I don't think they're idiots, but the key here is "define natural selection"; if it is merely the selection amongst a variety of alleles, then the theory becomes insignificant instead of a breakthrough in thought: what's significant about mere expression of what already exists?

Contrariwise, if mechanisms which effect actual new, "intelligible" (in biological terms) data in the genomes without disrupting the organisms that inherit it, but rather is in harmony with it, then that could be an actual mechanism.

The basic definition of selection these days regards pre-existing alleles, not new mutations: and thought the later is the logical necessity, the former is invoked whenever the good 'ol (and hated) "problem of information" comes up, like a dodge.

That's not to say, however, people are just trying to prove they're right and evolutionists are wrong: I try considering both sides (even think of better ones for both), as well as consider better solutions to the various proposals of mechanism. "Natural selection" is, however, a blanket-statement these days; yet, honestly, I wouldn't necessarily just want to tell everyone that, either, only in this sense, that people like to take information and stand upon it arrogantly, as if it makes them brilliant geniuses, rather than handle/consider/check it etc..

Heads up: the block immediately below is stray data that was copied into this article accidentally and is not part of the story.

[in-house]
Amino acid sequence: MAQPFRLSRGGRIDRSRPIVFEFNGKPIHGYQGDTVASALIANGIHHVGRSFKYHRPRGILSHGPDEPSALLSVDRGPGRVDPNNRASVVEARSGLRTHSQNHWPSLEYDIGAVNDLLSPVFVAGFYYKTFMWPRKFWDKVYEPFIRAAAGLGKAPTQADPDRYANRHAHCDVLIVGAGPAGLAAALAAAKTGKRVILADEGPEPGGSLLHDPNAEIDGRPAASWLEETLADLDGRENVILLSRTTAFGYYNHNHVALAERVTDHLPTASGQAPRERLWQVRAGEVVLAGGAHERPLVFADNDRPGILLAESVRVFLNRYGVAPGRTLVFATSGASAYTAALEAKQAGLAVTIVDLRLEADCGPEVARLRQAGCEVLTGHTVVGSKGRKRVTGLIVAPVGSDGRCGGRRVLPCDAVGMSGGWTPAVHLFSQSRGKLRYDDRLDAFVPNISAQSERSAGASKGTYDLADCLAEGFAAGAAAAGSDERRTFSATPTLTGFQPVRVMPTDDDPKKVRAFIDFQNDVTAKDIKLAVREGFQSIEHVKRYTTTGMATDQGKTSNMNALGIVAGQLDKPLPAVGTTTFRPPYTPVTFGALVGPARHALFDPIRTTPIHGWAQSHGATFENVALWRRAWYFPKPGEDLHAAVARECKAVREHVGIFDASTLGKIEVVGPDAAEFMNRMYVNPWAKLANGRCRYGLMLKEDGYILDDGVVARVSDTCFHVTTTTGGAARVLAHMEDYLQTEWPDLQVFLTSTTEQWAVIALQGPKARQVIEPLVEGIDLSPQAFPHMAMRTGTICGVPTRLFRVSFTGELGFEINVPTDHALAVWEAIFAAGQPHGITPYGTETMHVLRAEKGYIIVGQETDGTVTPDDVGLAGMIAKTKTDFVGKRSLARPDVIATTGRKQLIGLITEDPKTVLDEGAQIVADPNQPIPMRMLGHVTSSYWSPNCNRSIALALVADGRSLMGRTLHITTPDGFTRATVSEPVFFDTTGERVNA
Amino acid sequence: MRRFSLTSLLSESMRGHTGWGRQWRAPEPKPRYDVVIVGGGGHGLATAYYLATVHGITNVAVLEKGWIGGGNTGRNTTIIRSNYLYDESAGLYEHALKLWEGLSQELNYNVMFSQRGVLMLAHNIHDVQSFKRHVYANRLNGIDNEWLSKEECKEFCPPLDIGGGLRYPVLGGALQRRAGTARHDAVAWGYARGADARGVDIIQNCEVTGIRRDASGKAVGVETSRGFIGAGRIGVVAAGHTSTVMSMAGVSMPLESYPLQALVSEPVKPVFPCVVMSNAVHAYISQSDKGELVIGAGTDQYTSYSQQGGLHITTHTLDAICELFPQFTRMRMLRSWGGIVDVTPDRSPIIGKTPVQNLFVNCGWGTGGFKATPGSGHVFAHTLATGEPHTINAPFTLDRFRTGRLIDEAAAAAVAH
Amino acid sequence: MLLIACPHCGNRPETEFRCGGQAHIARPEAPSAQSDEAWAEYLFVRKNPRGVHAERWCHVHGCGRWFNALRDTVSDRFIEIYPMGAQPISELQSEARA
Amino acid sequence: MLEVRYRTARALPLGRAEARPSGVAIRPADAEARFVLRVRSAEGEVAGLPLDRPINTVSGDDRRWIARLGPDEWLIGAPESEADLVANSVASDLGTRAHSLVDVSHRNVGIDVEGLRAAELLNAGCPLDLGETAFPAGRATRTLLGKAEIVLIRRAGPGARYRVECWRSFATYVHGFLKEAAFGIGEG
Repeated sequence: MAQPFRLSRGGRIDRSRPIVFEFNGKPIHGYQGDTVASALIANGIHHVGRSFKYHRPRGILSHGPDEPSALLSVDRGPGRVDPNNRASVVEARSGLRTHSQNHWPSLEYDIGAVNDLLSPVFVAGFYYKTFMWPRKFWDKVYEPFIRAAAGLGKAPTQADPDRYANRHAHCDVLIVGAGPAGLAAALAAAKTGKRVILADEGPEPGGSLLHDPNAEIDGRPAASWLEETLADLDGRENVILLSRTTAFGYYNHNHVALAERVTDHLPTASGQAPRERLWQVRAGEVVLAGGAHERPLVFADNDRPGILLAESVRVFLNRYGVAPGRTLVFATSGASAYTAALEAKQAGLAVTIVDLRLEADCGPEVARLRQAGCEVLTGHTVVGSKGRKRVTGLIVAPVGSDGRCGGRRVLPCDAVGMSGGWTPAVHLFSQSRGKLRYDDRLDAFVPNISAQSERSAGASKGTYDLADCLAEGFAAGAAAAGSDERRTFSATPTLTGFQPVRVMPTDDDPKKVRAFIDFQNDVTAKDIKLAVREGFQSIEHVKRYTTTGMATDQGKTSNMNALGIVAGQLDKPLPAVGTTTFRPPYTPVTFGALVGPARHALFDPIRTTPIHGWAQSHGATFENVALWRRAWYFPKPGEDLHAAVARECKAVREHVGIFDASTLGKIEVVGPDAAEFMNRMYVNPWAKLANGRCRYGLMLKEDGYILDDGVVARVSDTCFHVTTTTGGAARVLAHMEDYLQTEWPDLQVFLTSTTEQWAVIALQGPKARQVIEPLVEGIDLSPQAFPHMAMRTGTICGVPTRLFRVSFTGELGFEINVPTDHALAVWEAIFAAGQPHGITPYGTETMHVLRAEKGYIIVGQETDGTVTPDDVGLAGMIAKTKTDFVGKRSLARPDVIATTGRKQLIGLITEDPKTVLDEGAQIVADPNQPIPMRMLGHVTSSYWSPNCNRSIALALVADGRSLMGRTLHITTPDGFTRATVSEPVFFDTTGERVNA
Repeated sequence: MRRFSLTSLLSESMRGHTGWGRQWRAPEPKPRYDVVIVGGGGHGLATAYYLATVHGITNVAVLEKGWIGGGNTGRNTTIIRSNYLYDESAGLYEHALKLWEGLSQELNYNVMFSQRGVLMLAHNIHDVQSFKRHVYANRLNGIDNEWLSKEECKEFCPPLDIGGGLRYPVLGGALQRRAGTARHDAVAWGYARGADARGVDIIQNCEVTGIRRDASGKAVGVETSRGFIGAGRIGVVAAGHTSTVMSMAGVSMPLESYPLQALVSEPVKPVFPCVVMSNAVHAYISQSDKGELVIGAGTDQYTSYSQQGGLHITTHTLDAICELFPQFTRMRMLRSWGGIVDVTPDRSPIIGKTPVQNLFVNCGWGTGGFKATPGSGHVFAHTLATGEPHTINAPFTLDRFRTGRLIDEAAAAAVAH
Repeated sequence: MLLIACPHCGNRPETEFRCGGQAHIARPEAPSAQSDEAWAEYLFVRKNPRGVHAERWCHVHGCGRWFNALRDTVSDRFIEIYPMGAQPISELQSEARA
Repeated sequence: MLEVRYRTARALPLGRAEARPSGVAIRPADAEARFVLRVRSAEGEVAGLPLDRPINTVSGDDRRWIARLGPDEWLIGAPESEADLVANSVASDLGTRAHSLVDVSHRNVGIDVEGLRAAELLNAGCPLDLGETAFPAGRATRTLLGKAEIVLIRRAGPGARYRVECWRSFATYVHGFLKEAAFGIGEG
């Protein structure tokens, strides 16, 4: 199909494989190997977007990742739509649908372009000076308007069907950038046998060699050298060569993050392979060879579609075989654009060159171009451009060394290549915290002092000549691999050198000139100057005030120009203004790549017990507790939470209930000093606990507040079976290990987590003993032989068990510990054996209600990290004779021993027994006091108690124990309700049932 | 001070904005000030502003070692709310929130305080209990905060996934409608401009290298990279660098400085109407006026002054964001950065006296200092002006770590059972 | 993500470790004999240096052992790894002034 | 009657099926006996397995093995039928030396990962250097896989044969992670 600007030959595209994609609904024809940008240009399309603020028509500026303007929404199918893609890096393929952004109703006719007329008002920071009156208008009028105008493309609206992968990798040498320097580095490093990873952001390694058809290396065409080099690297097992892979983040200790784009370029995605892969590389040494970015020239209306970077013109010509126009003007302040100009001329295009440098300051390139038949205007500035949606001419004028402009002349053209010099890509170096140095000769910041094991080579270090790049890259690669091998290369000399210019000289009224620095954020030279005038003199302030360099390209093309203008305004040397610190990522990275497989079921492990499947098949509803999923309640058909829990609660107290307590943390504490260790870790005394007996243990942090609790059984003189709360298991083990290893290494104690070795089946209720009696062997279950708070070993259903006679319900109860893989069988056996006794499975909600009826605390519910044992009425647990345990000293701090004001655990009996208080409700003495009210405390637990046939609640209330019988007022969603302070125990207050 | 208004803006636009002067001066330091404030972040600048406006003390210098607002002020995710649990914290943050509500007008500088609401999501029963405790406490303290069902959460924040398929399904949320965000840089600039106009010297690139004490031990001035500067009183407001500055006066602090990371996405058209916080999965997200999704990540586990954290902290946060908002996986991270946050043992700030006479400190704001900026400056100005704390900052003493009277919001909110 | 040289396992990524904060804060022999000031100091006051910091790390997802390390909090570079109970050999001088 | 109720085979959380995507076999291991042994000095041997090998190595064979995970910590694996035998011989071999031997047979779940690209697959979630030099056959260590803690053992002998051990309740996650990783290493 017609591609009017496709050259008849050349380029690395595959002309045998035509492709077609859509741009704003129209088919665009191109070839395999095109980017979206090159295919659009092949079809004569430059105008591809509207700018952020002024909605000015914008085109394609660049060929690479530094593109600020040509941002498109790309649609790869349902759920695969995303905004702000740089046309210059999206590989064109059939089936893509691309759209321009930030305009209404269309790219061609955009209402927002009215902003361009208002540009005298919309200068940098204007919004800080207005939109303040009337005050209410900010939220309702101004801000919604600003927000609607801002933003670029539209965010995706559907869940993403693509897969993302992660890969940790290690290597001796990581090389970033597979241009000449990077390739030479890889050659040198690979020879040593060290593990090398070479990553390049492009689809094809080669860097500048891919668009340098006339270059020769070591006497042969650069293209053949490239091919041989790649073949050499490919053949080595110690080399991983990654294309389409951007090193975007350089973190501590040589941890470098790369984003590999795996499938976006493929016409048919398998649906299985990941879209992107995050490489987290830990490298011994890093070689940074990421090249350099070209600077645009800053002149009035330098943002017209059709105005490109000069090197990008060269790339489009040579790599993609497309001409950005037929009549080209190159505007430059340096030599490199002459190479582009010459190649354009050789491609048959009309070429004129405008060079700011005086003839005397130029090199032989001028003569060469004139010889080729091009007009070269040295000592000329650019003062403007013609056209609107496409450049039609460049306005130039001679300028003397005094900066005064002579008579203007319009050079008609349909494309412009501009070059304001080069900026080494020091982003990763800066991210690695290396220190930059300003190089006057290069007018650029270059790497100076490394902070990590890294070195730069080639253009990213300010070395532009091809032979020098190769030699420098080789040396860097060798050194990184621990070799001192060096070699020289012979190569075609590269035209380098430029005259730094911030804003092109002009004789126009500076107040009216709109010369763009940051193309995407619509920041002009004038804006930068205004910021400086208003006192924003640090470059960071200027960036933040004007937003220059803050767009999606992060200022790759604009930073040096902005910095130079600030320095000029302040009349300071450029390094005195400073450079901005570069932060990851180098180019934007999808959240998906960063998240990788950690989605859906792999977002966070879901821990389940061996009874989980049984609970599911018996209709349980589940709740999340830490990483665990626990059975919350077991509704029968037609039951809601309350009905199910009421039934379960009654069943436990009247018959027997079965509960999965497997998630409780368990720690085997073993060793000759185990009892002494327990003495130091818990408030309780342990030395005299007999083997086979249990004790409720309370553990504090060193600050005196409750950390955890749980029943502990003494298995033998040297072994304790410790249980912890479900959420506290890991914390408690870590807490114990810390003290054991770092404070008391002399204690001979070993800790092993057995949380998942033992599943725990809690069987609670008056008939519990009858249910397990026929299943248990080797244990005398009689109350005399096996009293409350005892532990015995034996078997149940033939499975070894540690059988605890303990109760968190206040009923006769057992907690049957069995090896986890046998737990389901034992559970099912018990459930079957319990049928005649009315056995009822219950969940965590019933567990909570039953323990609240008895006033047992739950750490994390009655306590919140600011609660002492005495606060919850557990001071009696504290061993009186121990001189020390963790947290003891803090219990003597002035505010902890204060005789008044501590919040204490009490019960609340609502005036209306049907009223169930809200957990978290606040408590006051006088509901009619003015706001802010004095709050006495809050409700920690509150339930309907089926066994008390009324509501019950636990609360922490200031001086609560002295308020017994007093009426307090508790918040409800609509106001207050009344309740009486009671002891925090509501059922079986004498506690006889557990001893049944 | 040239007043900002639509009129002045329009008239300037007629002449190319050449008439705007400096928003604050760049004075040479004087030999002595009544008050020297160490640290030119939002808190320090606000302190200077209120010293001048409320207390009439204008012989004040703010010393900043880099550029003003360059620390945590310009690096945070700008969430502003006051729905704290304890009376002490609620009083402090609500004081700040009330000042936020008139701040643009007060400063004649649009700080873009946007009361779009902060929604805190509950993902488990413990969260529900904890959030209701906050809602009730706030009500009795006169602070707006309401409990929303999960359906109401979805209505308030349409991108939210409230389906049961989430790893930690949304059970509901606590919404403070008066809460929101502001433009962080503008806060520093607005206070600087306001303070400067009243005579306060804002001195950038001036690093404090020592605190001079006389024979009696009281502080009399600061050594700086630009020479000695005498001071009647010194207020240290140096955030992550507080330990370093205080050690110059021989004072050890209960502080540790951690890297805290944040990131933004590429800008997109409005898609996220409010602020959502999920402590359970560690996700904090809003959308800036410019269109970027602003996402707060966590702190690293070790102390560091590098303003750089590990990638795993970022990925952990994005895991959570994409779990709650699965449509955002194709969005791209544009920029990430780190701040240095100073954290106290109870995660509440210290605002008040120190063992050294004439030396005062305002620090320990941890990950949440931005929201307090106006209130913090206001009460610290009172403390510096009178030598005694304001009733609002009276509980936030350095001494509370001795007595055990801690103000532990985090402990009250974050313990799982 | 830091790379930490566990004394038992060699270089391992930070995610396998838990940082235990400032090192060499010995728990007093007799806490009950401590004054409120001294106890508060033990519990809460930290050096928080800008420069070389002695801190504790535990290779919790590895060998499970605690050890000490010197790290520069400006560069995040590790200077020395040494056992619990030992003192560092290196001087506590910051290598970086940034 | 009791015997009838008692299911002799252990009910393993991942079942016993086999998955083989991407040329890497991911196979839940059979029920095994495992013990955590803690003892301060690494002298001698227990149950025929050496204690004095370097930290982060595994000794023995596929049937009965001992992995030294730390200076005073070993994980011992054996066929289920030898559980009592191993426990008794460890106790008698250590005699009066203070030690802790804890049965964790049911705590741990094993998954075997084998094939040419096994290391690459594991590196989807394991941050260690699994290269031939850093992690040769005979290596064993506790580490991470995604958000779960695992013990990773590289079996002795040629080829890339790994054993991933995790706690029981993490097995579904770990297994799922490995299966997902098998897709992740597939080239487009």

I'm the guy who loves biological subjects, but began considering theory etc. and from that beginning to see problems, (rather than just going to parrot information from groups like AiG, ICR, etc.; though the latter group, I was surprised, does have various respect even among academia: depends on the person and professor, however).

Anyway, the real point: I don't wish to call anyone an idiot, nor be perceived that way: honestly there are many men and women committed to their study of a particular topic, and devoted to finding solutions, and also to teachings others rigorous science: there's a move these days to teach people "that science is not just information, but a method", so that people will actually be less dogmatic, including regarding evolutino (though less so that than a lot of other things); and this I applaud, as it leaves everything, including "golden calfs", open to challenge, replacement, refinement, etc.. It'll be better for us all.